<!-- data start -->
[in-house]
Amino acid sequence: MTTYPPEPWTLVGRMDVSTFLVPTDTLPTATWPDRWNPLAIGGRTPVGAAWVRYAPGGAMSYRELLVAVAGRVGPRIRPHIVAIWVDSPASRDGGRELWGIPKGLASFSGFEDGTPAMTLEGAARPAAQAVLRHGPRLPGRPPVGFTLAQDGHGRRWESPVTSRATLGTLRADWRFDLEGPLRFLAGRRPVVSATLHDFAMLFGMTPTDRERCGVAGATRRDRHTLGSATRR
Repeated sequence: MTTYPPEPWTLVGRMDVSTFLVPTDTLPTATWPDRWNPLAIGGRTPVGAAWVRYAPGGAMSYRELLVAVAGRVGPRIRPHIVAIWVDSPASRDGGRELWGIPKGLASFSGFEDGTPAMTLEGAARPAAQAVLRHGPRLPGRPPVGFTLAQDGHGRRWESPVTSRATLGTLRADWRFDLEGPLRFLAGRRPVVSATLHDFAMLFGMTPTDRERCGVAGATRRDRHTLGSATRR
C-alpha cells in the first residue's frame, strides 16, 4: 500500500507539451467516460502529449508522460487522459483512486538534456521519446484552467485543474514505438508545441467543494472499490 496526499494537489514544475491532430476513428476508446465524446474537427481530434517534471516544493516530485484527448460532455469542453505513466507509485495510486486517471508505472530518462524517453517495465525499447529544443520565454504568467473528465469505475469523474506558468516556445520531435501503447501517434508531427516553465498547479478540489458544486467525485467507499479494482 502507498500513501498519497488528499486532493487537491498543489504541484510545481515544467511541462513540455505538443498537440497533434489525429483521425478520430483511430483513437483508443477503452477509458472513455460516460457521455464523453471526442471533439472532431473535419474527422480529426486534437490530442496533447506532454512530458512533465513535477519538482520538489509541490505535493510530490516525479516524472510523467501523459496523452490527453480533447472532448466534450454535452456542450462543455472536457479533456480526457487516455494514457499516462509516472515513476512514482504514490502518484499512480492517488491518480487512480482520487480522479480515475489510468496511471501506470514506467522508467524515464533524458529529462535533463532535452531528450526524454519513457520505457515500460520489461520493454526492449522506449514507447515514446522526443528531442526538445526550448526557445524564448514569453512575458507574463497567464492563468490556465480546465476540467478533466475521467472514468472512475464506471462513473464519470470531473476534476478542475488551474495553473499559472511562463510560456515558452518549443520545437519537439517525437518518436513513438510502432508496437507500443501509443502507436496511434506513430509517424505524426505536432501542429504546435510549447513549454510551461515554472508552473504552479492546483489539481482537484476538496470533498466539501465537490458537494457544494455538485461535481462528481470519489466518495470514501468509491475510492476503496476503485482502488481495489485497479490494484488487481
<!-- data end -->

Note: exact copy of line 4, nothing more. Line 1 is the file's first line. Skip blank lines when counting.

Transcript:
C-alpha cells in the first residue's frame, strides 16, 4: 500500500507539451467516460502529449508522460487522459483512486538534456521519446484552467485543474514505438508545441467543494472499490 496526499494537489514544475491532430476513428476508446465524446474537427481530434517534471516544493516530485484527448460532455469542453505513466507509485495510486486517471508505472530518462524517453517495465525499447529544443520565454504568467473528465469505475469523474506558468516556445520531435501503447501517434508531427516553465498547479478540489458544486467525485467507499479494482 502507498500513501498519497488528499486532493487537491498543489504541484510545481515544467511541462513540455505538443498537440497533434489525429483521425478520430483511430483513437483508443477503452477509458472513455460516460457521455464523453471526442471533439472532431473535419474527422480529426486534437490530442496533447506532454512530458512533465513535477519538482520538489509541490505535493510530490516525479516524472510523467501523459496523452490527453480533447472532448466534450454535452456542450462543455472536457479533456480526457487516455494514457499516462509516472515513476512514482504514490502518484499512480492517488491518480487512480482520487480522479480515475489510468496511471501506470514506467522508467524515464533524458529529462535533463532535452531528450526524454519513457520505457515500460520489461520493454526492449522506449514507447515514446522526443528531442526538445526550448526557445524564448514569453512575458507574463497567464492563468490556465480546465476540467478533466475521467472514468472512475464506471462513473464519470470531473476534476478542475488551474495553473499559472511562463510560456515558452518549443520545437519537439517525437518518436513513438510502432508496437507500443501509443502507436496511434506513430509517424505524426505536432501542429504546435510549447513549454510551461515554472508552473504552479492546483489539481482537484476538496470533498466539501465537490458537494457544494455538485461535481462528481470519489466518495470514501468509491475510492476503496476503485482502488481495489485497479490494484488487481